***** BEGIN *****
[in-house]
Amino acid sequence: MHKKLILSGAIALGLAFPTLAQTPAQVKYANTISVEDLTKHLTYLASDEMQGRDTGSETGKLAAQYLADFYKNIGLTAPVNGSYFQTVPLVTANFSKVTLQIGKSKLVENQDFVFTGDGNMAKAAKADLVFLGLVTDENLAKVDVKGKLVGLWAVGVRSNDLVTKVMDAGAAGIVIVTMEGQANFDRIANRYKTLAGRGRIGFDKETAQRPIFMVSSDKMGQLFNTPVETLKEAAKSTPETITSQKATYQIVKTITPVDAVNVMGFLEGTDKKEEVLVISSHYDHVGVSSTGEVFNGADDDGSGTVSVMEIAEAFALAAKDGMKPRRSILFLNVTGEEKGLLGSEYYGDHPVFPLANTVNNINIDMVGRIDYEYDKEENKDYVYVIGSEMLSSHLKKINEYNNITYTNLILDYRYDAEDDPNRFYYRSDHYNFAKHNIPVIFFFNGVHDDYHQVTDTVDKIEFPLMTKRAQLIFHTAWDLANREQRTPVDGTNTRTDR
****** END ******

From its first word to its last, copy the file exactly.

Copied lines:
[in-house]
Amino acid sequence: MHKKLILSGAIALGLAFPTLAQTPAQVKYANTISVEDLTKHLTYLASDEMQGRDTGSETGKLAAQYLADFYKNIGLTAPVNGSYFQTVPLVTANFSKVTLQIGKSKLVENQDFVFTGDGNMAKAAKADLVFLGLVTDENLAKVDVKGKLVGLWAVGVRSNDLVTKVMDAGAAGIVIVTMEGQANFDRIANRYKTLAGRGRIGFDKETAQRPIFMVSSDKMGQLFNTPVETLKEAAKSTPETITSQKATYQIVKTITPVDAVNVMGFLEGTDKKEEVLVISSHYDHVGVSSTGEVFNGADDDGSGTVSVMEIAEAFALAAKDGMKPRRSILFLNVTGEEKGLLGSEYYGDHPVFPLANTVNNINIDMVGRIDYEYDKEENKDYVYVIGSEMLSSHLKKINEYNNITYTNLILDYRYDAEDDPNRFYYRSDHYNFAKHNIPVIFFFNGVHDDYHQVTDTVDKIEFPLMTKRAQLIFHTAWDLANREQRTPVDGTNTRTDR